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Coleman Mach 8 installed

Well, sort of, with some superb assistance from my brother Gary, pictured below. The unit is now setting on the roof, awaiting this Saturday's bolt-down and hook up. Installed a condensate pump on the unit prior to lifting it up in place. Plan to run the drain tube down the curbside wall just aft of the door, but also considering routing it down the refrigerator vent. Pros and cons?
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Old 05-25-2018, 06:34 PM   #253
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Why not the fridge vent? There is some heat behind the fridge, but nothing a decent plastic tube couldn't take. I'd stay away from the boiler side. I'd want to drip the condensate on the ground where I wasn't stepping in it and blaming the beagle.

Nice your brother helped with the heavy lifting.

David
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Old 05-26-2018, 10:46 AM   #254
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Looking good. My condensate drain goes down the street side wall behind the fridge between the skins. The fridge has a drain a few inches away, so I guess that's the designated puddle area.

Either side would work. I'd pick whichever route is most direct, avoiding making a belly in the tube for clogs to form in.
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Old 05-26-2018, 11:00 PM   #255
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Do you really need a condensate pump? Isn’t gravity good enough?

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Old 05-28-2018, 09:46 PM   #256
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Newton would have thought so, but it never crossed my mind. Now that I think about it, some fabrication would have been required to run a drain tube from the bottom of the condensation collection box into the interior of the Tradewind. As things stood, that box was already set up for a pump to be mounted in it. So, being a man of little imagination and even less moral fiber, I just went with the flow.
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Old 05-29-2018, 06:01 PM   #257
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Newton would have thought so, but it never crossed my mind. Now that I think about it, some fabrication would have been required to run a drain tube from the bottom of the condensation collection box into the interior of the Tradewind. As things stood, that box was already set up for a pump to be mounted in it. So, being a man of little imagination and even less moral fiber, I just went with the flow.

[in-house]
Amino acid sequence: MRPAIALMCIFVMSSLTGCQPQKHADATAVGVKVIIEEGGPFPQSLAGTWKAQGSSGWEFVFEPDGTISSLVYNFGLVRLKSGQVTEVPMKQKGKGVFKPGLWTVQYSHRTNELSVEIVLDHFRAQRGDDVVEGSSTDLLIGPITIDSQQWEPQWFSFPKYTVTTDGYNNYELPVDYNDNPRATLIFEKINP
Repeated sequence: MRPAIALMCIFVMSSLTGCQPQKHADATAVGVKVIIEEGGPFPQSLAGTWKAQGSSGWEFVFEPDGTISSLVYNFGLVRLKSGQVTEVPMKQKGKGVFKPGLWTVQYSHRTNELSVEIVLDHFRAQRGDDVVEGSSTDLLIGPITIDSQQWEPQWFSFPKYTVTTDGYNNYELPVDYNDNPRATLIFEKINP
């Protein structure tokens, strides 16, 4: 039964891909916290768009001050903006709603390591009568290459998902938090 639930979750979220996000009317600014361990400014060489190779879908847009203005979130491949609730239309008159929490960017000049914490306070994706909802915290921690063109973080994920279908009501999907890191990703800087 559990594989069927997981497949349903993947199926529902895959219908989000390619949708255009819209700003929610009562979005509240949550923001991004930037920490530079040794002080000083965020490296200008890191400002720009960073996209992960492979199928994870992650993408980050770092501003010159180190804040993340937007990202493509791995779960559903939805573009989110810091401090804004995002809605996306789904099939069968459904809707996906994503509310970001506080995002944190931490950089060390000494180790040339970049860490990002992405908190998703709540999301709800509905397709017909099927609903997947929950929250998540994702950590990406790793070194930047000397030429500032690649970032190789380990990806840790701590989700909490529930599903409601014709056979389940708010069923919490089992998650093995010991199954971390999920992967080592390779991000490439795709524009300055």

The Penguin AC uses gravity and cups. I like the Coleman pump system a little better, since it moves the condensate with a little force whenever the compressor kicks on, which seems less likely to form a clog in the tube, and doesn't require double-gasket shenanigans. And if you're running the AC, it's not like the power draw of that little pump is anything you'd even notice.
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Old 05-29-2018, 07:11 PM   #258
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The Penguin AC uses gravity and cups. I like the Coleman pump system a little better, since it moves the condensate with a little force whenever the compressor kicks on, which seems less likely to form a clog in the tube, and doesn't require double-gasket shenanigans. And if you're running the AC, it's not like the power draw of that little pump is anything you'd even notice.
However, gravity hasn't failed.....yet. I've seen home condensate pumps fail. Not pretty.
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Old 05-29-2018, 07:22 PM   #259
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However, gravity hasn't failed.....yet. I've seen home condensate pumps fail. Not pretty.
That's exactly my point, though. A gravity system can fail. If there's no force behind it, only a slow drip through a tube, a clog can form more easily. How many Dometic penguin "my AC is dripping" threads are there on this forum? I recall the usual advise is to thread a wire in there and dislodge the clog.

I have no data on the comparative failure rates. The condensate pump just seems like a more robust solution to me. Personal preference.
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Old 05-29-2018, 07:23 PM   #260
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That's exactly my point, though. A gravity system can fail. If there's no force behind it, only a slow drip through a tube, a clog can form more easily. How many Dometic penguin "my AC is dripping" threads are there on this forum? I recall the usual advise is to thread a wire in there and dislodge the clog.

I have no data on the comparative failure rates. The condensate pump just seems like a more robust solution to me. Personal preference.
I hear ya. Maintenance, awareness, and mor maintenance. If ya dont like that, you got a wrong hobby and lifestyle.